Sometimes the ride isn't always what you expect.
For me, clairvoyance was the last of the ‘clairs’ to make itself known. Both clairsentience and clairaudience—feeling and hearing beyond the normal—had been part of my life for years. I remember sitting behind someone at school and feeling their frustration. I recall hearing someone’s voice even though they were halfway across town. This was all strange initially, but pretty straightforward.
Clairvoyance has been different for me. Seeing things beyond normal contact has been unsettling because I did not expect this was what clairvoyance would bring.
I used to flip through my grandmother’s National Enquirer when I was a kid. She loved the stories about Liberace and Jackie O; I loved seeing the stars of the day. A psychic was a regular feature then. Sometimes I would read her predictions. “I see…” was how she often started. “I see an airliner crashing,” “...a Kennedy for president,” “...a husband for Cher.”
I got the impression that psychic-seeing was a literal affair. I assumed she saw a crash; an inauguration; a wedding.
Yet for me clairvoyance has never been a literal experience. As a result, it has taken me a while to learn how to work with this ability. Somebody asks about a relationship and I see a partially open door. Or is it partially closed? Another asks about work and I see a merry-go-round. Is it time to get off or on? When a situation is indeterminate (the outcome could go either way) I see juggling plates. It took me some time to figure this one out.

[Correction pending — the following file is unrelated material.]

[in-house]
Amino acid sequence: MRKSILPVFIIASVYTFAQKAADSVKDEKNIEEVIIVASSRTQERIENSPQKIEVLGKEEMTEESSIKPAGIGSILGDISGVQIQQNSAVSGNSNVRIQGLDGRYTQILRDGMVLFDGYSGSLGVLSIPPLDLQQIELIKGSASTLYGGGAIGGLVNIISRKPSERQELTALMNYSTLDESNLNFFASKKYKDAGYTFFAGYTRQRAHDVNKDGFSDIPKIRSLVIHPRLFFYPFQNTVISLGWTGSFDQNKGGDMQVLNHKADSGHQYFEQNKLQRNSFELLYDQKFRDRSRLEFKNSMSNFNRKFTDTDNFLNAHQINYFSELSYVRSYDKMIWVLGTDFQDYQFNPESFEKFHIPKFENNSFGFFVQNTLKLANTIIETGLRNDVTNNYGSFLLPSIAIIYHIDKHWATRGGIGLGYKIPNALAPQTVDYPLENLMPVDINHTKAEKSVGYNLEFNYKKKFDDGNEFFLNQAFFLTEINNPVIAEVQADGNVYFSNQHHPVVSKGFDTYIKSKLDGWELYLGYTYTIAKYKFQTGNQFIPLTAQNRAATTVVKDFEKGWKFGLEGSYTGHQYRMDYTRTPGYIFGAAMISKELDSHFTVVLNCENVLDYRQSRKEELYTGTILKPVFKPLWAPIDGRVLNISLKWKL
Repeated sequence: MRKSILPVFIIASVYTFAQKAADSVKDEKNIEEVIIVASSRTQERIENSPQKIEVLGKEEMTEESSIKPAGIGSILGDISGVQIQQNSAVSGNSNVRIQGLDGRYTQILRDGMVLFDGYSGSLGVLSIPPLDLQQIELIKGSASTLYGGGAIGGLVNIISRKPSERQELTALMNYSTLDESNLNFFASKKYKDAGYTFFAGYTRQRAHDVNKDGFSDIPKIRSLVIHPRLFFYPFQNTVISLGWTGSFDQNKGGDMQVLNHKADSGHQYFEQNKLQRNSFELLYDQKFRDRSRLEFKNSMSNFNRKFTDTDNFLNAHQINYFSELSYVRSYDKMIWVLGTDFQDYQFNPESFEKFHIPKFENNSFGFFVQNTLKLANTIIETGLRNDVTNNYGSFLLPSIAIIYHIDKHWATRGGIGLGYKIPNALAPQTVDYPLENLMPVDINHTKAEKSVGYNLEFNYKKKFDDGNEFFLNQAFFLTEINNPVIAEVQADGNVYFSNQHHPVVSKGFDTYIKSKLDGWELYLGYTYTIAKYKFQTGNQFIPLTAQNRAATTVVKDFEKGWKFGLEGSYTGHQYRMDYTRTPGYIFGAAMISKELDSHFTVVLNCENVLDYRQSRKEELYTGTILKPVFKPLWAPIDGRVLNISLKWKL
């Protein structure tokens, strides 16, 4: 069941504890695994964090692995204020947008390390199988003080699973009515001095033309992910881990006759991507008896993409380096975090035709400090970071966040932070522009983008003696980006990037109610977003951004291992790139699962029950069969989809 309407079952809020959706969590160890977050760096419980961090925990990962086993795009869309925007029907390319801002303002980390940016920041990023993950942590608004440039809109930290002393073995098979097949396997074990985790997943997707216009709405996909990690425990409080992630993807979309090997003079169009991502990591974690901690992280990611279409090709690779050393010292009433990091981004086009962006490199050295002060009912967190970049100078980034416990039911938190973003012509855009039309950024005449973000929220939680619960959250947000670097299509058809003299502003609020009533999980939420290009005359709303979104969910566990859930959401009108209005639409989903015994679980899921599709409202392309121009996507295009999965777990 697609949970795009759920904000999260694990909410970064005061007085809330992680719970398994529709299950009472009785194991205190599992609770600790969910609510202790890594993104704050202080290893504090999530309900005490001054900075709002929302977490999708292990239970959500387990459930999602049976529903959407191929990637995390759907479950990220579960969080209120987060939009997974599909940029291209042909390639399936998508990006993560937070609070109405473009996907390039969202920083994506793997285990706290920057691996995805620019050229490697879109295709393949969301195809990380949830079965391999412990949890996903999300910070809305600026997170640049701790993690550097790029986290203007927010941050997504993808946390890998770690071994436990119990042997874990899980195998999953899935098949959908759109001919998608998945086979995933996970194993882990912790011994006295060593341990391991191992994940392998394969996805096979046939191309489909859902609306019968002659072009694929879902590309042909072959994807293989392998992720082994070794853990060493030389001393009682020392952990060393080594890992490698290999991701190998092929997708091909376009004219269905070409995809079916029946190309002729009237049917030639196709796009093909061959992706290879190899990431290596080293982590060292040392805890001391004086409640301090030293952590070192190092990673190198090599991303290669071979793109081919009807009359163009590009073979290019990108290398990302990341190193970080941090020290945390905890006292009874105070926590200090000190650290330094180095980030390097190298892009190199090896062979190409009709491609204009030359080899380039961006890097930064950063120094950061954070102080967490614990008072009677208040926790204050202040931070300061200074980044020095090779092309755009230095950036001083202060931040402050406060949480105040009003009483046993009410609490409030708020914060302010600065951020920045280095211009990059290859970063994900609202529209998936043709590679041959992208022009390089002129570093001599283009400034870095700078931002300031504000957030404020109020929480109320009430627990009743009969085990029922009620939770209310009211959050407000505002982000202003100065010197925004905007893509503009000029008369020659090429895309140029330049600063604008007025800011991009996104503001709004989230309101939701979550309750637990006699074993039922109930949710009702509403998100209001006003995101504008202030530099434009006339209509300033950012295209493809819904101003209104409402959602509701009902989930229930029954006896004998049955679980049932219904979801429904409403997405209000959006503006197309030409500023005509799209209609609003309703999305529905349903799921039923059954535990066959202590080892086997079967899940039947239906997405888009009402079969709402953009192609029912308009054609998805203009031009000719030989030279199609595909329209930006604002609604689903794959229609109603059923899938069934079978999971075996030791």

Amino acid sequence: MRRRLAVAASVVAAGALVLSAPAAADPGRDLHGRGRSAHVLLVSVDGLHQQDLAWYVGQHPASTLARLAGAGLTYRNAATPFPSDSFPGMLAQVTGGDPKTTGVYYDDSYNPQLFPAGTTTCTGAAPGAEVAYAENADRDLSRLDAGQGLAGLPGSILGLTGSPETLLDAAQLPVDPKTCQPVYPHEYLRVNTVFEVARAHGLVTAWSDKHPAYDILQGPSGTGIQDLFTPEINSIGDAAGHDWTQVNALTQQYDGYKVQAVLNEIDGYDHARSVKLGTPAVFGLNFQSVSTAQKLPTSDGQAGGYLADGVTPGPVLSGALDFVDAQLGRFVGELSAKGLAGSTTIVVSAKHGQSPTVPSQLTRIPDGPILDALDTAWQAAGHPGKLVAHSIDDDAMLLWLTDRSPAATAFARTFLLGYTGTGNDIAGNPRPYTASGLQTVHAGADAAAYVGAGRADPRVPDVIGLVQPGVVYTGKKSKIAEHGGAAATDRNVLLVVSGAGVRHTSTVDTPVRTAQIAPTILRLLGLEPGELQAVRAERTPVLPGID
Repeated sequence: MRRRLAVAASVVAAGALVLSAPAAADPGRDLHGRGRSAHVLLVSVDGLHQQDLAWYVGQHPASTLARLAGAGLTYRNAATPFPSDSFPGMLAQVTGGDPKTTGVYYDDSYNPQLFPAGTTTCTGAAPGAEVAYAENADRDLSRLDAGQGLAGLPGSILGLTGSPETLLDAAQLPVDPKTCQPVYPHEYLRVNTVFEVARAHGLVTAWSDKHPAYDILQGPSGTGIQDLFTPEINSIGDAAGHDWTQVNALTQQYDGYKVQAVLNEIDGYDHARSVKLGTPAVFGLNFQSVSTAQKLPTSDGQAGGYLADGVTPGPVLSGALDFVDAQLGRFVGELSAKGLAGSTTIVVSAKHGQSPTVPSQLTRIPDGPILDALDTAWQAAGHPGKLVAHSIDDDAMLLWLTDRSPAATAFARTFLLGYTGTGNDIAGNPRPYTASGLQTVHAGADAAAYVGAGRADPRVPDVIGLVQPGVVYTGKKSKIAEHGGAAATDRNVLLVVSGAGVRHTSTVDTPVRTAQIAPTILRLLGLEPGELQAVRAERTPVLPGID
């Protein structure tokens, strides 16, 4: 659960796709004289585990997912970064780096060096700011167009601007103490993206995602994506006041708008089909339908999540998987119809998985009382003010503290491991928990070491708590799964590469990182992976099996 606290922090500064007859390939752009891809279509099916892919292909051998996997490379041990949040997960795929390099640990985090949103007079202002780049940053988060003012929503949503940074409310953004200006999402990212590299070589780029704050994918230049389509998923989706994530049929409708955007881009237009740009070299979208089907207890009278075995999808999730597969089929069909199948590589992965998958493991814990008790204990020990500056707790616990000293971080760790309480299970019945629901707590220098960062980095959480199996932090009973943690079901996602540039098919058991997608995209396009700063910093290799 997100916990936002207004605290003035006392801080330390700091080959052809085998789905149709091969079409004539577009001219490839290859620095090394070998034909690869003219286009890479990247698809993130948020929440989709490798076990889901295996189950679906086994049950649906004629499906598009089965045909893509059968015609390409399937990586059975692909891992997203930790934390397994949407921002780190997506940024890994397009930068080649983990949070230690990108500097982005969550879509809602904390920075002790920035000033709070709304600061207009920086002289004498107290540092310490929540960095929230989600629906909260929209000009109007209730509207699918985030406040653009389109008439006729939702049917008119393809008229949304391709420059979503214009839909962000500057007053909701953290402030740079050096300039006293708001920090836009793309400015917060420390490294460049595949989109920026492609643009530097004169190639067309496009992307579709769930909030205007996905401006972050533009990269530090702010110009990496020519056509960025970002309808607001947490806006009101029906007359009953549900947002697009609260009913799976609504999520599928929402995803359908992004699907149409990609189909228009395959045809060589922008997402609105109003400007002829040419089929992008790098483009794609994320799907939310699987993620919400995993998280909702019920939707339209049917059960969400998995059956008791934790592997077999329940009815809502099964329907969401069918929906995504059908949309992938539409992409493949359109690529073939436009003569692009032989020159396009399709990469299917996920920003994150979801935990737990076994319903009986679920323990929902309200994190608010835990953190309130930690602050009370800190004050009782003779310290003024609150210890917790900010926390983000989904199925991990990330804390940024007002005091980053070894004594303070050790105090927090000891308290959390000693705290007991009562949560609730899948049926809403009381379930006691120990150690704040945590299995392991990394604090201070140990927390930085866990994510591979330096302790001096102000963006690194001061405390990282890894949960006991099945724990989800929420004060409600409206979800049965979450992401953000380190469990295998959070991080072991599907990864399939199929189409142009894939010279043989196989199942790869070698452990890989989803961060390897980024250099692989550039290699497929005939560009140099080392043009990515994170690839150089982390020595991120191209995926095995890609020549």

No one ever told me these were what I would see as a clairvoyant. That’s part of what makes this work interesting. I often say my best readings are collaborative. When we work together to determine what a specific vision means, the results are usually impressive. Joining both our intelligences in understanding a lonely flower vase usually earns the best outcome.
I once saw a roller coaster after being asked about finding love. This image seemed to suggest it was time to get off the dating roller coaster and plant both feet on the ground. Months later the caller phoned back. “Strangest thing,” she reported, “I got off the metaphorical roller coaster and a few weeks later went to an amusement park. Looking at the roller coaster there, I bumped into a guy and we started dating. I think we may be falling in love.”
And that’s the other thing I say about this work: It is never an exact science.
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